Drowsy driving is a serious traffic safety problem. Twenty one percent of car crashes were attributed to drowsy driving in a 2014 study. Drowsy driving is often attributed to commercial drivers who drive for several hours over long distances or people working shift work. However, more than half of drowsy driving crashes involved drivers 25 and under.
Seatbelts Are Not Enough to Keep Teen Drivers Safe
Mandatory seat belt laws were passed in 1968 as a matter of public safety based on statistical data about accidents and injuries. It is almost hard to imagine that prior to the 1960s, not only were child car seats not used, seat belts in cars were not yet legally mandated. Infants often sat on a parent’s lap in the car and seat belts were rarely used, if the car even had them.
But times have changed and teenagers who are just learning to drive in 2017 have grown up with the car seats and seat belts that continue to help keep them safe. There are also laws regulating their use of cell phones while driving, but is it enough?
Despite the many laws regulating the operation of cars, from seat belt use to drunk driving to cell phones, motor vehicle accidents are the leading cause of fatal injury among teenagers.
Start School Later to Make Driving Safer for Teenagers
Statistics and studies support a later start to the school day for teenagers. Teenagers require eight to 10 hours of sleep per night. Later school start times may both increase the amount of sleep time for adolescents and decrease their risk of motor vehicle crashes.
High schools usually start classes between 7 and 8 am. In 2014, the American Academy of Pediatrics recommended that middle school and high school start their school days no earlier than 8:30 am to ensure that teenagers get enough sleep for their health, safety, and wellbeing. A start time of 8:30 am would counter issues caused by insufficient sleep such as depression and drowsy driving, as well as circadian rhythm disruption.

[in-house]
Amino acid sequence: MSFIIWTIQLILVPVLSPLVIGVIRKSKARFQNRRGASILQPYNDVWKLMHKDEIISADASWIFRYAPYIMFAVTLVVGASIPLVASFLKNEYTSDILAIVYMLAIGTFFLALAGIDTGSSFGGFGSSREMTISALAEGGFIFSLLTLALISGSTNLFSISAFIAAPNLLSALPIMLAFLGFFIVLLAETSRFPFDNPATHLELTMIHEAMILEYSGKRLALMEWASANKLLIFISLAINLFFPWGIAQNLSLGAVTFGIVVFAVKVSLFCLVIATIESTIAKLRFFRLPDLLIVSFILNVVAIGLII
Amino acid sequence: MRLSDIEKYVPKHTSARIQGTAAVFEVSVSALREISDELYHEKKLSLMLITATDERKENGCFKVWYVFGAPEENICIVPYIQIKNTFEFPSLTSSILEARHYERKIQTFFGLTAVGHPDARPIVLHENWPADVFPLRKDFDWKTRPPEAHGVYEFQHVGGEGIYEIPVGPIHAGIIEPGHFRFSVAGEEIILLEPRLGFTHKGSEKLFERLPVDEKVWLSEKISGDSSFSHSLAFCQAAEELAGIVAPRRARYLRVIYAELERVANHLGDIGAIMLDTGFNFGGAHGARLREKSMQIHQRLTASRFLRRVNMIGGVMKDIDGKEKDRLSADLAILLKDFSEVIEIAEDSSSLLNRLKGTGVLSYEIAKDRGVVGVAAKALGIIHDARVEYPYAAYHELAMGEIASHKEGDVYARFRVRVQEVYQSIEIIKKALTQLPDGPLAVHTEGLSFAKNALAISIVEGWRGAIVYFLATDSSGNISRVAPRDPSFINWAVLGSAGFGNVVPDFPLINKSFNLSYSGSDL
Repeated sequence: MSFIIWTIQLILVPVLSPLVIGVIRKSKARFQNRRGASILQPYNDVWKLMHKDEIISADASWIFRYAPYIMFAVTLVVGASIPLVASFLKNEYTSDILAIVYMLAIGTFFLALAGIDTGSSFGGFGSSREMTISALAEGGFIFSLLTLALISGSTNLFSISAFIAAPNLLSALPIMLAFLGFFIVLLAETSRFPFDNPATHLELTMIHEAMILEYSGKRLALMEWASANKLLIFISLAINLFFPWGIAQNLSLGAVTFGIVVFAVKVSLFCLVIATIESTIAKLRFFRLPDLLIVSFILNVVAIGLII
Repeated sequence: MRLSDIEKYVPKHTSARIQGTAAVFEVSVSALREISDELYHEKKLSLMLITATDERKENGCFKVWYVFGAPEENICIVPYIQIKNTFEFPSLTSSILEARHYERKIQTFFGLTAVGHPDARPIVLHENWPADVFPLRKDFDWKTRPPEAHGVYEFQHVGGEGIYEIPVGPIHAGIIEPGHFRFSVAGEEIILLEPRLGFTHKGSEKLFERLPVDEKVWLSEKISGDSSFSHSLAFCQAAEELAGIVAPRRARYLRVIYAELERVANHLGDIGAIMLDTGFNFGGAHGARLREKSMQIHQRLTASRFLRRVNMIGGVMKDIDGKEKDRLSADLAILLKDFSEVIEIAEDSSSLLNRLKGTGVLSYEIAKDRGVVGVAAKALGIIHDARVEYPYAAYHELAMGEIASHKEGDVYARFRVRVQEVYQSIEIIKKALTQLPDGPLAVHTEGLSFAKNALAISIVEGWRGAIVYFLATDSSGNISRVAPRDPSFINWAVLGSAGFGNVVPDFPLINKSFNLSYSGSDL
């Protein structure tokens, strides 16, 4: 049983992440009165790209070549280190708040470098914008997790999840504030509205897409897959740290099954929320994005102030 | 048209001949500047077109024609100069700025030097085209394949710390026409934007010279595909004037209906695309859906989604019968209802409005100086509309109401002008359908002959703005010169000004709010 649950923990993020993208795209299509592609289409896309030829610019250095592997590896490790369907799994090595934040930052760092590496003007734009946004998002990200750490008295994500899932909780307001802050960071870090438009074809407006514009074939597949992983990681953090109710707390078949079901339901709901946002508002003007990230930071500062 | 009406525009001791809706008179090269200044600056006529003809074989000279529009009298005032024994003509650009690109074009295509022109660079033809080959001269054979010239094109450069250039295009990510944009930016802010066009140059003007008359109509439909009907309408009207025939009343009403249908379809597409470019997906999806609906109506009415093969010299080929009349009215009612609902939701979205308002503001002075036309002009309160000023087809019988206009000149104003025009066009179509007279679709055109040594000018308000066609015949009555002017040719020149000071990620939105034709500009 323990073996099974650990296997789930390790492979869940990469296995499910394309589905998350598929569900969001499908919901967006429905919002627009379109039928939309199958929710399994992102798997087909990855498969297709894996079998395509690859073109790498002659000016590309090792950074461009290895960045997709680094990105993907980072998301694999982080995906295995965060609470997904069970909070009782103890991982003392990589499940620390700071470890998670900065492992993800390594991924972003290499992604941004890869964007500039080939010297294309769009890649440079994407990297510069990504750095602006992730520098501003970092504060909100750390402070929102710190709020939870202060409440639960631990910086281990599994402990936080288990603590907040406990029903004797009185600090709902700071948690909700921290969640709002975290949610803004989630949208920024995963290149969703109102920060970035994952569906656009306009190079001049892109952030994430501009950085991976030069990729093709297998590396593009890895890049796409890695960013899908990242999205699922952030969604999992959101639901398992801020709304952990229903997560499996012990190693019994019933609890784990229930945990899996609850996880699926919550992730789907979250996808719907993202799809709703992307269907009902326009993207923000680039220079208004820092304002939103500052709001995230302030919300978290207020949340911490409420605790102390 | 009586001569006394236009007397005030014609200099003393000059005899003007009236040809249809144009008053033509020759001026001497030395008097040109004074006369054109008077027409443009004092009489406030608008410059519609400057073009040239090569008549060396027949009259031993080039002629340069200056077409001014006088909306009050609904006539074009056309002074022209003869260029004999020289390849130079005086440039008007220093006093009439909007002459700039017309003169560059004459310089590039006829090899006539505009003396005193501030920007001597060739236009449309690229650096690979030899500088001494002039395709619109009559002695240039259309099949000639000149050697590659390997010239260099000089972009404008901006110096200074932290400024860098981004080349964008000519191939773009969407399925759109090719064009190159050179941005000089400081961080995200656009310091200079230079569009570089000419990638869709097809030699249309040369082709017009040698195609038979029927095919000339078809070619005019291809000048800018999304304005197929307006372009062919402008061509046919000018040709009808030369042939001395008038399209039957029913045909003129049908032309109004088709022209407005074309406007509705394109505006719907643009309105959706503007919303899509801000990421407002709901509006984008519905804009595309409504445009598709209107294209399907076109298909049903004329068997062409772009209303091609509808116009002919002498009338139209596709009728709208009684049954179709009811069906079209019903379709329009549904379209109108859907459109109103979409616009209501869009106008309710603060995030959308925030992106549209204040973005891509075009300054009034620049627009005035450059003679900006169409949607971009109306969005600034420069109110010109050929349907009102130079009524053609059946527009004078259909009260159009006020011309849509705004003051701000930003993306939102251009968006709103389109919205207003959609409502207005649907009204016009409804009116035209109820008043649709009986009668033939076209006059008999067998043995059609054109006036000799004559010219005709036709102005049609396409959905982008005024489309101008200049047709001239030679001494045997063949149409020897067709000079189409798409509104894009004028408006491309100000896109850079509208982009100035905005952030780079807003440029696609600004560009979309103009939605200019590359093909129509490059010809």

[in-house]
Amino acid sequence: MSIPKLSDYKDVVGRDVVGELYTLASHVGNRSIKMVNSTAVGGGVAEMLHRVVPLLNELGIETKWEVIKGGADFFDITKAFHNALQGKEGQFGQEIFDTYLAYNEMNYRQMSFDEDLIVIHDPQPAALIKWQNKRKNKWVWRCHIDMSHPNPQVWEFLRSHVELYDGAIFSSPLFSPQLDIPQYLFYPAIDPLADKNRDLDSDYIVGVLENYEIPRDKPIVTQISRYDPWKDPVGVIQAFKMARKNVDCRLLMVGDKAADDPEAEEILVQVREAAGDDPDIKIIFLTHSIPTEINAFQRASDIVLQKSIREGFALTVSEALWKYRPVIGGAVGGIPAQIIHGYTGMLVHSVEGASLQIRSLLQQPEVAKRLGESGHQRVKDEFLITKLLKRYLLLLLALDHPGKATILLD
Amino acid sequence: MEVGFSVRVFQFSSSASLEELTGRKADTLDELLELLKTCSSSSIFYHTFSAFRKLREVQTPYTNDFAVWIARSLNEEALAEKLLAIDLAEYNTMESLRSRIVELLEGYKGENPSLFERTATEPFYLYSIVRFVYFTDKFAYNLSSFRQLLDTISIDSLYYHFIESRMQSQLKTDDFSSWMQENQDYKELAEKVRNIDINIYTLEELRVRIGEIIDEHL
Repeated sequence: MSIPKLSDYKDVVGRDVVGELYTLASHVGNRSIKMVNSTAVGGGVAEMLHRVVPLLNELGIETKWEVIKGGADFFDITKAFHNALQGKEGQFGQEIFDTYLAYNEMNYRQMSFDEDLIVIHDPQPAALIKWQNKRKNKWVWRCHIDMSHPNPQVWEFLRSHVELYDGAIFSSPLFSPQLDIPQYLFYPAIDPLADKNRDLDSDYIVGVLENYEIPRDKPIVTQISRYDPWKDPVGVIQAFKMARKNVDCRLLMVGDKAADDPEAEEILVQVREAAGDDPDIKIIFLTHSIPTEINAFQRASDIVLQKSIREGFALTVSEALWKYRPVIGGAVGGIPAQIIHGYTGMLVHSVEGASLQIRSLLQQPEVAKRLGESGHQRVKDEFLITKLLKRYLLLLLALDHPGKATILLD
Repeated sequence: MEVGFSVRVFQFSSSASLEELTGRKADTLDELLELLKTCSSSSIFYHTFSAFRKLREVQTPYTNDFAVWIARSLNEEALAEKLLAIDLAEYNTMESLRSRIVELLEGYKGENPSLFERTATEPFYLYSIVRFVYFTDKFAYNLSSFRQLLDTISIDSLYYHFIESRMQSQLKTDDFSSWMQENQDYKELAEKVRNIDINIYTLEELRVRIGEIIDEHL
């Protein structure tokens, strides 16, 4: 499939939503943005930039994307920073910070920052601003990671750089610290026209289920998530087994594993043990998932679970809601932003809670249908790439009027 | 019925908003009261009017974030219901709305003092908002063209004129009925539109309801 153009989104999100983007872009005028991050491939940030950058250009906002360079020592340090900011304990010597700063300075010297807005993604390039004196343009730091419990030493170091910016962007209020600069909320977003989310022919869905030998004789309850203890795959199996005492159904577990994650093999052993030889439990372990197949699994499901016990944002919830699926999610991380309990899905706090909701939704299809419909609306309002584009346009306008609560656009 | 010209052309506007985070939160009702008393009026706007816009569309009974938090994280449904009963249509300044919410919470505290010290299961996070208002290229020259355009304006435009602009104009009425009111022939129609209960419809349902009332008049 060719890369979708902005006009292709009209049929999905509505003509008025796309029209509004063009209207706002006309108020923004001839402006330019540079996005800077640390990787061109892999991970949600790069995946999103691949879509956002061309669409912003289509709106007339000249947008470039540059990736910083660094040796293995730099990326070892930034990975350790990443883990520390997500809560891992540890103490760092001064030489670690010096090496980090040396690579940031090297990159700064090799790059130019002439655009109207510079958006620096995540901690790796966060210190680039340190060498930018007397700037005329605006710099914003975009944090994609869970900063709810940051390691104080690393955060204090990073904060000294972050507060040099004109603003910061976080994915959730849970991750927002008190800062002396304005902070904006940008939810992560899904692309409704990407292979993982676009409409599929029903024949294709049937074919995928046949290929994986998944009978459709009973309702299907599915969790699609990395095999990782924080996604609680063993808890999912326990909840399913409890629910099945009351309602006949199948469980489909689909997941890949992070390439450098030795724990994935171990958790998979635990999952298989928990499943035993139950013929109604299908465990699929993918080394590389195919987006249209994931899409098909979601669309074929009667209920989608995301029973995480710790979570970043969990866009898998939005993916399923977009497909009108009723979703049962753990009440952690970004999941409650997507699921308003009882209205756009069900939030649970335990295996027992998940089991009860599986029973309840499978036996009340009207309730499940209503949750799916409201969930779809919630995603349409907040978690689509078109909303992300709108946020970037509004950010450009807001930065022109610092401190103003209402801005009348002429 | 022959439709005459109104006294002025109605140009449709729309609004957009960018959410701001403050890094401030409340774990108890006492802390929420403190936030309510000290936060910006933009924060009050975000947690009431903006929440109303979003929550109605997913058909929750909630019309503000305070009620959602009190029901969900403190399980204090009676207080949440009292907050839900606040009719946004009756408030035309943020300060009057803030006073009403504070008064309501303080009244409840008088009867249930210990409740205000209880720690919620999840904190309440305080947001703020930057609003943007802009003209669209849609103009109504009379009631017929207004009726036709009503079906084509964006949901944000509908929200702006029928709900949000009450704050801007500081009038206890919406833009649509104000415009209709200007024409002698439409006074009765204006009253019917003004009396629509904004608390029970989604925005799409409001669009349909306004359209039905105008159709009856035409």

One study compared crash rates for teen drivers before and after a change in school start times in both the county in which the start times changed and in the rest of the state, where start times remained unchanged. The average crash rate for teen drivers in the two years after the change in school start time dropped 16.5 percent. Meanwhile, teen crash rates for the rest of the state increased 7.8 percent over the same time period.
Why School Boards Resist Later Start Times
Nationally, only 15 percent of public high schools start the school day at 8:30 am or later.
School districts are ignoring the evidence that a majority of adolescents do not sleep enough. Early school start times for teens increase their daytime sleepiness, which may increase their odds of crashing their vehicles while driving. Changing school schedules is a complex endeavor, as it disrupts established child-care arrangements, extracurricular activities, work schedules, and family life. However, it may be worth the effort if it reduces teen accident rates.
Delaware County Car Accident Lawyers at McCann Dillon Jaffe & Lamb, LLC Represent Victims of Drowsy Driving Accidents
If you or someone you love has been injured due to a car accident, please call McCann Dillon Jaffe & Lamb, LLC for a free consultation. Our experienced Delaware County car accident lawyers are prepared to help you seek compensation for your injuries and other damages. Contact us online or call our Philadelphia offices at 215-569-8488 to schedule a free consultation.